When is knee replacement surgery needed to treat knee osteoarthritis?

Written by: Mr Ahmad Ali
Edited by: Conor Lynch

We recently spoke to highly skilled and proficient orthopaedic surgeon, Mr Ahmad Ali, to quiz him on knee osteoarthritis, including how it develops, what the symptoms to watch out for are, and when knee replacement surgery comes into the picture as an effective treatment option for the patient’s knee osteoarthritis.

How exactly does knee osteoarthritis develop?

As we age, our cartilage can wear away naturally. Also, damage can occur prematurely due to infection or trauma. When this occurs naturally, as part of the ageing process, it is known as osteoarthritis.


As this cushioning cartilage thins, the knee begins to receive less protection against shock, and the bone ends can become injured by day-to-day activities such as walking. The underlying bone can become inflamed, which in turn can produce aching pain and stiffness.


What are the main symptoms of knee osteoarthritis?

There are, unfortunately, quite a few symptoms of knee osteoarthritis. The main ones include the following:


• aching pain within/around the knee
• occasional swelling
stiffness after activity


How is knee osteoarthritis treated?

It is preferable that osteoarthritis is treated conservatively (without surgery) for as long as possible. However, the need for replacement of the joint may ultimately become inevitable, due to deterioration in the condition of the joint, leading to increased disability and pain.


Conservative (non-invasive) treatment of knee osteoarthritis involves a combined approach, including adequate pain management, weight loss, and physiotherapy. Hopefully, with conservative management, patients can delay the need for surgery for many years after the onset of arthritis in the knee.


What does knee replacement surgery involve?

Knee replacement surgery, like all joint replacement surgery, is a very major operation and requires careful consideration and discussion before proceeding. If, however, the patient and surgeon have come to the decision that there is no other alternative, replacement surgery can offer immense symptomatic relief to the patient.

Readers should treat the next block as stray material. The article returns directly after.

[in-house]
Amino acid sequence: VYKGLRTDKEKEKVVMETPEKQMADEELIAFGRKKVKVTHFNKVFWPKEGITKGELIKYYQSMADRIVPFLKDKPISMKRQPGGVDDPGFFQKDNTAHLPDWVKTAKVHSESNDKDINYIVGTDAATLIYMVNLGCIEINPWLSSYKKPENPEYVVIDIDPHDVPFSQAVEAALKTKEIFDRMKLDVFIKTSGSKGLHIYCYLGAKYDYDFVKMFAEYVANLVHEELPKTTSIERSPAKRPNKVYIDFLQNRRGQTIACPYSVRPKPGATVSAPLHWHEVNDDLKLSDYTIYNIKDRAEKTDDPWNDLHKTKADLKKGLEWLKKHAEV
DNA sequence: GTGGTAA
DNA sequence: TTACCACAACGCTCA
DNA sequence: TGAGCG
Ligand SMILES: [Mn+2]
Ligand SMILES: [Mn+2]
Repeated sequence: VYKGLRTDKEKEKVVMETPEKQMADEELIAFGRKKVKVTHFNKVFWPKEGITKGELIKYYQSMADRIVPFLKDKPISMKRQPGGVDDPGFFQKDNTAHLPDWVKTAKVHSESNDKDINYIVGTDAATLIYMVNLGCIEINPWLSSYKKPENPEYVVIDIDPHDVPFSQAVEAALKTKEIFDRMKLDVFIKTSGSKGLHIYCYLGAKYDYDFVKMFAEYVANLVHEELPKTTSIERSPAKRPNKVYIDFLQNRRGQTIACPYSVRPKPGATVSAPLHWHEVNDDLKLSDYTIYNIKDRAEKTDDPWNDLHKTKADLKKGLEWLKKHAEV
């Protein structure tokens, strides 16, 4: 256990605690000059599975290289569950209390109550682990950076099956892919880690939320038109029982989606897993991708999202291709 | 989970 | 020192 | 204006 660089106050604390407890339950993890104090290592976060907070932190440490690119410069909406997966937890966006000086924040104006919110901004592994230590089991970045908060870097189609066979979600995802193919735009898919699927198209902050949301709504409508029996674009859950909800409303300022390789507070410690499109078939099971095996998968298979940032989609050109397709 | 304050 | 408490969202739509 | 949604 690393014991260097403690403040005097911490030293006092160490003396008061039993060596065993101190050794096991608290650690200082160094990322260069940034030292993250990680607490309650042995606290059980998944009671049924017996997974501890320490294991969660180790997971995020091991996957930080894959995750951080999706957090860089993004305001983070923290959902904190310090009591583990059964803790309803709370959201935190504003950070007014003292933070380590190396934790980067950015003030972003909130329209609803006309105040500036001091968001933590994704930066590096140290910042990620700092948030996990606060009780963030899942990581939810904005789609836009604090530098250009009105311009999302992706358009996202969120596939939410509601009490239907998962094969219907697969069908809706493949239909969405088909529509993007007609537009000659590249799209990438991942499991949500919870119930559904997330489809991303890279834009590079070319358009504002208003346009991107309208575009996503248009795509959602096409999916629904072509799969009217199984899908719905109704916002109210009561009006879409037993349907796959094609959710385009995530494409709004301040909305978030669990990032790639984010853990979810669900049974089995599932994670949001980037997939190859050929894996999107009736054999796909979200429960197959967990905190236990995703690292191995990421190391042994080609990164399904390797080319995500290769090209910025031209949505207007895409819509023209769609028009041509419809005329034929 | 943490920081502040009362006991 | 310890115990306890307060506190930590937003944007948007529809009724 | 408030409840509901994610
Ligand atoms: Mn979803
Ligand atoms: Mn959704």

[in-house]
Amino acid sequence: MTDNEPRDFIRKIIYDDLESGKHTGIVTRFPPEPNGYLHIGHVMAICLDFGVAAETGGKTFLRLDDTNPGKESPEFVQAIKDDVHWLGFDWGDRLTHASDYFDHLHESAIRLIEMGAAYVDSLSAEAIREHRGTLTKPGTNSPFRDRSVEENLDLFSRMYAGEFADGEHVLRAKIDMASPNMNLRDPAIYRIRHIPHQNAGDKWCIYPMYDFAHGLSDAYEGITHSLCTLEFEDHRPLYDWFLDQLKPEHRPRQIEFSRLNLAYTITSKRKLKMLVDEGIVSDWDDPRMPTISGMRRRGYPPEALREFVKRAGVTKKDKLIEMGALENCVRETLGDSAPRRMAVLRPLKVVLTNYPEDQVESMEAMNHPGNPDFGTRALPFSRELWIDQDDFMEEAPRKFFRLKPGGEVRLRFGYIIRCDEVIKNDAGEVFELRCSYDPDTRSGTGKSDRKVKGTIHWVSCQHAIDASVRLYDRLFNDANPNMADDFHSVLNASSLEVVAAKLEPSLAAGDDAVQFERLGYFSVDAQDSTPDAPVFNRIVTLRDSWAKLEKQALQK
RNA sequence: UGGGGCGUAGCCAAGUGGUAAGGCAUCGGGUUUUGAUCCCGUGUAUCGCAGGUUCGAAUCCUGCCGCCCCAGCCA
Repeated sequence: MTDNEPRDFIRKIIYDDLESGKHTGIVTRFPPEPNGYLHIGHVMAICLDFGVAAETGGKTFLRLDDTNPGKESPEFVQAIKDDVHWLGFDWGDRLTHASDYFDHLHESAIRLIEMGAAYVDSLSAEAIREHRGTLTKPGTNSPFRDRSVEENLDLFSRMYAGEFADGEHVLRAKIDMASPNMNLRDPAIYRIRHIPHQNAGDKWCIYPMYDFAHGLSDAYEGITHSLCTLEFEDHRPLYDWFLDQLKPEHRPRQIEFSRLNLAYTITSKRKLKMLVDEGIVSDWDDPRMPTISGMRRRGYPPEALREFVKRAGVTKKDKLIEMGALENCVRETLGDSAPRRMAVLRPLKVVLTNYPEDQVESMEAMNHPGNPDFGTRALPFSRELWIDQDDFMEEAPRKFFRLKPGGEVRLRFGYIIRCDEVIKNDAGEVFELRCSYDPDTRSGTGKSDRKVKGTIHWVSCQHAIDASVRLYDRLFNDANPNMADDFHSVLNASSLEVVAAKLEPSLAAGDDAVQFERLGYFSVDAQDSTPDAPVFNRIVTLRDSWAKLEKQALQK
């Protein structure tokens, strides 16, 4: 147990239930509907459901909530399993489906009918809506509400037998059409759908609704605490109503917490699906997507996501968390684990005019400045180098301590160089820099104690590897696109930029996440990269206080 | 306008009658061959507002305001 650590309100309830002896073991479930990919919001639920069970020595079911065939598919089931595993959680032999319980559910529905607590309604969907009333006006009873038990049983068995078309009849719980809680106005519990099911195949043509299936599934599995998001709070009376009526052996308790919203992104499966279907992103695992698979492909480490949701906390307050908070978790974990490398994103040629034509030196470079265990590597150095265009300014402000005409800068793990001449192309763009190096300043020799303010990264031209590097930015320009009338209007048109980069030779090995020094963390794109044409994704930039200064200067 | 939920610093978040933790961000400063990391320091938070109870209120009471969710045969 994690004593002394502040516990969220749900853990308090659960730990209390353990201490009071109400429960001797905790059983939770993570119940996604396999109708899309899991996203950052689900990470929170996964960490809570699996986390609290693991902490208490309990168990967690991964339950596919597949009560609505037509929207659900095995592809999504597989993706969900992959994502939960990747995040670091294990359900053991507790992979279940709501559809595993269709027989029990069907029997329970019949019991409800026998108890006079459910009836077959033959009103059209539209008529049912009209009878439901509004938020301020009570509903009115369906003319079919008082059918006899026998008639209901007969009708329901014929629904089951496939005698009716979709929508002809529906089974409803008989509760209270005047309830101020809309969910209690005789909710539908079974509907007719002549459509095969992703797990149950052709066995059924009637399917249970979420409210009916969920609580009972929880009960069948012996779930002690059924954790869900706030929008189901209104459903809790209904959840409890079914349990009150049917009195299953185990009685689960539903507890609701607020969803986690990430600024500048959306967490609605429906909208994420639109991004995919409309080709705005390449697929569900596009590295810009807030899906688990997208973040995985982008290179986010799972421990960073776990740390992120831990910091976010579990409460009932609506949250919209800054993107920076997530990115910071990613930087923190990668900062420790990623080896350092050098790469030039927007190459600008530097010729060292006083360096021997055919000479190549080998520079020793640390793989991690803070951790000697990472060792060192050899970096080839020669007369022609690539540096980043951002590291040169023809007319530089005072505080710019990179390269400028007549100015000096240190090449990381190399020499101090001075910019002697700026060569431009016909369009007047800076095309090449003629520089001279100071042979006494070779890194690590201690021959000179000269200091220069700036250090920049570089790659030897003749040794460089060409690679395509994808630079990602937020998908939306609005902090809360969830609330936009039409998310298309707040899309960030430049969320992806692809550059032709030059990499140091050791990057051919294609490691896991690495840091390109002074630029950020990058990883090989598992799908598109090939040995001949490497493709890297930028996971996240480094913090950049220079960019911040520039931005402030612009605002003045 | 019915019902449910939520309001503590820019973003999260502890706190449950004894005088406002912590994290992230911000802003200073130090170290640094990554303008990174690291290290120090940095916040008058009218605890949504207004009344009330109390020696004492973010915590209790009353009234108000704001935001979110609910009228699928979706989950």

The aim of knee replacement is to replace (re-surface) the deficient joint surfaces with low friction artificial surfaces. The best outcome is, in general, achieved by restoring mechanical alignment and soft tissue balance. 


Knee replacement surgery can be divided into total knee replacement surgery or partial knee replacement surgery. In both cases, the operation is carried out under general or regional anaesthesia (spinal), and lasts approximately between one to two hours.


Total knee replacement surgery involves the replacement of all aspects of the joint with an artificial bearing surface. Surgery restores the normal alignment of the joint, as well as the smooth articulating surface that has been damaged by osteoarthritis.


Mr Ahmad Ali is a highly esteemed Brentwood and London-based orthopaedic surgeon. Consult with him today via his Top Doctors profile if you are considering knee replacement surgery as a treatment option for your knee osteoarthritis.

By Mr Ahmad Ali
Orthopaedic surgery

Mr Ahmad Ali is a highly-skilled and trained orthopaedic surgeon in the Essex area, specialising in knee procedures. His sub specialties include total knee replacement, repeat knee replacement, osteotomycomplex knee injuries (such as multiple ligament reconstruction), and sports injuries. He offers private surgery with Spire Hartswood Hospital, Spire London East Hospital, and Nuffield Health Brentwood Hospital. 

By using computer-navigated surgery, Mr Ali has not only stayed up to date with new technologies in medicine, but he has also embraced them to improve the outcome for his patients. This new technology helps enhance the accuracy of the replacement operation, the function of the new artificial joint, and increases its longevity.

Mr Ali studied at Oxford University and Sheffield University before furthering his training on the higher surgical-training programme at Health Education England's Northwest School of Surgery. During his studies, he trained in three different regions that exposed him to a broad range of complex orthopaedic conditions, experience, and insight. To expand his training, Mr Ali went to Canada during his training years to work in two major specialised units.

After working for a year as a fellow, Mr Ali started his specialist career with Barking, Havering, and Redbridge NHS Trust in 2003, working within their hospitals. Nearly 20 years later, he remains a highly-regarded consultant there, mainly with Queen's Hospital in Romford, Essex, and King George Hospitals in Goodmayes, Essex.

To add to his dedication in his specialty, Mr Ali helped found Essex Knee Group, a collective of specialist knee surgeons who meet regularly. The group of esteemed doctors share their patient outcomes and experience to advance their skills and benefit both the doctors and their patients.

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